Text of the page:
Spain’s message keeps getting lost in translation
By Fiona Maharg-Bravo
The author is a Reuters Breakingviews columnist. The opinions expressed are her own.
With multiple government officials speaking at once, it’s hard to know exactly what Spain is thinking. Having one authoritative voice would help. One thing seems clear: the government is not yet asking for a bailout. Still, some outside help might be inevitable for the country’s banks.
The cacophony was loudest on June 5. Treasury Minister Cristobal Montoro spooked markets by admitting that “Madrid does not have the door to the markets open”. There is no misinterpreting that line, but he was much more ambiguous on Spain’s need for external aid for its banks, other than saying that the lenders’ capital needs was “not a drama”.
The problem is that Montoro’s statement contradicted that of the deputy prime minister, who the same day boldly said that the market was beginning to trust in a country that was assuming its responsibilities. Then, the next day, Economy Minister Luis de Guindos weighed in, reiterating that Spain has no immediate plans to request a European bailout of its banks.
Yet, despite all the noise, the government’s position is starting to become clear. Madrid blames the bulk of its soaring financing costs on market fears over a euro break-up. Although it does admit that the banks will need capital, it doesn’t believe that pumping in billion of euros into the industry would reduce substantially the risk premium. Therefore, it is calling on Europe to make an irreversible commitment to the euro by agreeing to a roadmap to further integration, including a banking union, and asking for some sort of undefined firewall from the European Central Bank. Madrid also favours allowing the future European Stability Mechanism to recapitalise the banks directly, which seems to mean it would tap it if it was the case.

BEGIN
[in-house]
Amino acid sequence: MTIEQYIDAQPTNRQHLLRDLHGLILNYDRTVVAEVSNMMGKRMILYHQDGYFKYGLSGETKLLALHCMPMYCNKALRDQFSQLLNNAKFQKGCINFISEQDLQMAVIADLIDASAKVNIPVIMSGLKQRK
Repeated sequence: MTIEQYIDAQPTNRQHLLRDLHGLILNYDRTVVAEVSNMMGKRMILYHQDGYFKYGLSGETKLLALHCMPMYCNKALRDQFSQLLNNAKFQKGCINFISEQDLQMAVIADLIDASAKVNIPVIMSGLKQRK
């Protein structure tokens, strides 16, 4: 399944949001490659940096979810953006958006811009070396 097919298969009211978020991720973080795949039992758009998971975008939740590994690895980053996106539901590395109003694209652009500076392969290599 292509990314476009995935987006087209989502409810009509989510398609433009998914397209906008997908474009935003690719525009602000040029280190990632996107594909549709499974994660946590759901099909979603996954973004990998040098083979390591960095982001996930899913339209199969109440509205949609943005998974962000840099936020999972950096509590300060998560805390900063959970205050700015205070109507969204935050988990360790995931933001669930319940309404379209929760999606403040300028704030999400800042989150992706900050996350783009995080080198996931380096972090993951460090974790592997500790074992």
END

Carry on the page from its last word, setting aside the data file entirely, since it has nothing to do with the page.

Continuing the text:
Spain has the potent bargaining chip that it is too big to bail. If it falls, so would the euro, the argument runs. This may be true. But Spain will regret not requesting a bailout for its banks sooner if the crisis accelerates, because its cost will then be much higher. So far, Madrid’s attitude, including Montoro’s lame joke that “the men in black” will not descend in Spain (he was referring to the troika) is not exactly constructive.